You are less tied to a freelance or contract employee, which means you may have more control when it comes to making sure the services you get are exactly what you are after.

See Also: How to Hire Your First Employee

Cons of hiring a freelancer or contractor:

They may be less committed to your business beyond the scope of the project

This lack of commitment works both ways: Your freelancer or contractor may not feel a huge sense of commitment or loyalty to your business.

Depending on the project, this may not matter. However, if you’re hoping to hire an employee who embodies your company values and goals and is committed to the future success of your business, a freelancer or contractor might not be the way to go.

You’ll only be able to utilize their skills for specific projects

Even if you think your new contractor or freelancer would be a great fit for some other role within your company, it’s unlikely that you’ll be able to use their services for anything beyond what you’ve hired them for.

While it’s possible for permanent employees to wear multiple hats, this isn’t really done when it comes to contractors and freelancers.

If you need an employee for an ongoing smaller amount of work…

Hire a part-time employee

So, you need someone for an ongoing project, and you want someone who is a fixed part of your team. But, you don’t necessarily think you need a full-time employee; maybe because you don’t think you’ll have enough work to merit hiring them on a full-time basis, or because it feels cost prohibitive.

In this case, consider hiring someone part-time. In some ways, it’s the best of both worlds.

Pros of hiring a part-time employee:

They can be paid hourly, which will likely cost you less

If you’re worried about your budget, hiring part-time employees may be in your favor.

The clear benefit of hiring a part-time workforce is that you’re not legally obligated to provide your employees with benefits. So, if money is tight and you need minimal work, it’s something to consider.

They are still an integrated member of your company

Unlike a freelance employee, you have the benefit of being able to onboard your new part-time employee and integrate them into your business.

This means if you’re hoping to build a cohesive, strong company culture, you may have better luck with hiring employees at least part time. You’ll be able to make sure they share your vision and build a relationship with them.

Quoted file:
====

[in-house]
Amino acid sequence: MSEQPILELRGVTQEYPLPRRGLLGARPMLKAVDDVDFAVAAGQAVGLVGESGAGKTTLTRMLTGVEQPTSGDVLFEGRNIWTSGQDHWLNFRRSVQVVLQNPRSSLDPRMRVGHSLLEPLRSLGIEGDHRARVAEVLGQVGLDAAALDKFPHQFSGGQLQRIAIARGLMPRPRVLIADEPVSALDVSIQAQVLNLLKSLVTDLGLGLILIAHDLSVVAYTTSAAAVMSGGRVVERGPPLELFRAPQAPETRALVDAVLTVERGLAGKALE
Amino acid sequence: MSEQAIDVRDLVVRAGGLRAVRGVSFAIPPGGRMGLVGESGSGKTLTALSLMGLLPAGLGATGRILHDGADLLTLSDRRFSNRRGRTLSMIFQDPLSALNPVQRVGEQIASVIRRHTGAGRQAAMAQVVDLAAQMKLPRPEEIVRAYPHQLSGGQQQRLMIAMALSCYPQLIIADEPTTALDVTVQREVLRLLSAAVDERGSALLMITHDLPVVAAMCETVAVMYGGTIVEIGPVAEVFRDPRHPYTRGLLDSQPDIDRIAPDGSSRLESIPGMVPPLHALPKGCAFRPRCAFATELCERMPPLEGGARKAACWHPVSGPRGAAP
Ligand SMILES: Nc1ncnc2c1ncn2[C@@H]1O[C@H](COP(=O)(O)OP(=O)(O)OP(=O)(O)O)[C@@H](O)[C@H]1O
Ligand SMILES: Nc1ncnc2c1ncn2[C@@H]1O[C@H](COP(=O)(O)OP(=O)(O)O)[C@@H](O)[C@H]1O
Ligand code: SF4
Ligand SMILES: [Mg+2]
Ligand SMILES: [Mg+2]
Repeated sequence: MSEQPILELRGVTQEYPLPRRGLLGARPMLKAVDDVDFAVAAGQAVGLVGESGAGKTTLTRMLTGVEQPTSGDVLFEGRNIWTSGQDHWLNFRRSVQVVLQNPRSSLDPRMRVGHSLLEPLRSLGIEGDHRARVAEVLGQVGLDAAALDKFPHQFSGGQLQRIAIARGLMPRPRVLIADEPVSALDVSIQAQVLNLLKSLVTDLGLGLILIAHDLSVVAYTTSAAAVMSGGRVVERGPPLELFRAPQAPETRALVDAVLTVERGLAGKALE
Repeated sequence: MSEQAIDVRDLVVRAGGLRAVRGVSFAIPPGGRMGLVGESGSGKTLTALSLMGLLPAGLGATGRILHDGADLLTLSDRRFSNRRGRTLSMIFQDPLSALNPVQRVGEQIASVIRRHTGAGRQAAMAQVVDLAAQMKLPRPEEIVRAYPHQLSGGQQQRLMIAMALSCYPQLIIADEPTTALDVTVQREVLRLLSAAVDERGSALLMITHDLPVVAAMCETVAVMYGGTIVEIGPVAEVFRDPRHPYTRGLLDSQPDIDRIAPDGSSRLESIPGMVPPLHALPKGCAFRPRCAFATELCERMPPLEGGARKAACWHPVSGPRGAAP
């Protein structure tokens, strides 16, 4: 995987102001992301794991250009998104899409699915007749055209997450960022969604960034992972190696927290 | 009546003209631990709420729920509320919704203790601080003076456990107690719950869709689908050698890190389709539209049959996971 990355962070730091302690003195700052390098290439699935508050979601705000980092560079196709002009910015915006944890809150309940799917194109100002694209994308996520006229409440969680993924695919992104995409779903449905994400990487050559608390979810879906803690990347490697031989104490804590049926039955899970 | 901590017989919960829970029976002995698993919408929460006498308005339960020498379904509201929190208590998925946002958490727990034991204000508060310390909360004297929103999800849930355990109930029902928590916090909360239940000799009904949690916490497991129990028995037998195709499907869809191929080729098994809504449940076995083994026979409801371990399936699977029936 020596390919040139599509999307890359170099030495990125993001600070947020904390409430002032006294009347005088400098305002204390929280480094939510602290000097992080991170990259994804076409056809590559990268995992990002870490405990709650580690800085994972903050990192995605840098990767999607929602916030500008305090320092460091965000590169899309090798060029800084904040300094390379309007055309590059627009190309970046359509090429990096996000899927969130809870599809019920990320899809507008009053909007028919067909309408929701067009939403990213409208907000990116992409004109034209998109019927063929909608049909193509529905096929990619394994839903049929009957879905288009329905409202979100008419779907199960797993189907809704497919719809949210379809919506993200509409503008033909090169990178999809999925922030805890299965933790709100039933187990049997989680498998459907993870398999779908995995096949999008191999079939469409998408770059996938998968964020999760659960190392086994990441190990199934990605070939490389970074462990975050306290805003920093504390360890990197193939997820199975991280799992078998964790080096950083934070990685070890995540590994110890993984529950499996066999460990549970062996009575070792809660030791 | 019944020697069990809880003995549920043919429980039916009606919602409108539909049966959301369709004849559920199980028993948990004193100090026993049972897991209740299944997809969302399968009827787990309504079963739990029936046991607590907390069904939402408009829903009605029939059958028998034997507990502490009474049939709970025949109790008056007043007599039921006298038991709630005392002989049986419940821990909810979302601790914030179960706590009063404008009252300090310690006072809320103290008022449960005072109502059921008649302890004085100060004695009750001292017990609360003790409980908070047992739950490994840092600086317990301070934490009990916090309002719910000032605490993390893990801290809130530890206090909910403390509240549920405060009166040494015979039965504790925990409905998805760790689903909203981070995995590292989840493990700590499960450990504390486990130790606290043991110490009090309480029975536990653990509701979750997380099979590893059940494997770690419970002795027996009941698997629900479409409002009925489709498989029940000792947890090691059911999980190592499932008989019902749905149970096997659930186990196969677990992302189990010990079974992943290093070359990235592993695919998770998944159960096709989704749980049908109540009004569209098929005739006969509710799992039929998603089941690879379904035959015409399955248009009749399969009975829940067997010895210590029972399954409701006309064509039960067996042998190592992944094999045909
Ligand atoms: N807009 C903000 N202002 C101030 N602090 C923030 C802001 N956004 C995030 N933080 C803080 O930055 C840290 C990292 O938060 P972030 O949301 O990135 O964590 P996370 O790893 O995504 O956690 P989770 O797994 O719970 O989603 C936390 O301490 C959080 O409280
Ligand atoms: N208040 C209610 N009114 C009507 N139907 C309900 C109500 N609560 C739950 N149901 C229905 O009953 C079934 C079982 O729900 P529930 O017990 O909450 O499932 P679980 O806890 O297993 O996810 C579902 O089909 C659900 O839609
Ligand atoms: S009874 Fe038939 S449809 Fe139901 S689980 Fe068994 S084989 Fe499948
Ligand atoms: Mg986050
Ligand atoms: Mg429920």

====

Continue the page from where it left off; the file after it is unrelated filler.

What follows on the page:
It’s a nice middle ground

If you need more just a one-time project completed but aren’t sure you’re ready for full-time help, a part-time employee can be a good way to split the difference.

For example, say you’ve just started a clothing company. You’d like to hire someone to create and send out a weekly newsletter for your business, as well as help you set up and manage your social media profiles. You don’t need a whole lot done, just a few hours every week. A part-time employee would be perfect for this situation; it’s not a one-time project, but it also may not be enough work for a full-time employee.

Cons of hiring a part-time employee:

You may have a smaller pool of skilled applicants

When it comes to the available workforce, hiring part-time employees could potentially put you at a disadvantage.

Chances are, an employee with more experience and a higher skill level will be seeking full-time employment. After all, a full-time position comes with higher compensation and benefits that part-time work just simply doesn’t afford.

Depending on the type of position you’re hiring for, this could be a problem. However, if you’re hiring for an entry-level position, you may not run into this concern.

It’s still a permanent relationship

This can be a great thing, but it also has the potential to be a negative if you and your new employee don’t mesh.

Unlike freelance or contract employees, it’s harder to sever ties in this relationship if your employee isn’t delivering the work you’d hoped.

While you can certainly fire an employee if they’re not up to snuff, this is significantly messier than simply finding a new freelance worker or contractor for the next project.

Part-time employees may be less committed to sticking with your business for the long haul

Your part-time worker may decide at some point that they’d be better off with a business that offers them full-time work, or they may be balancing multiple jobs.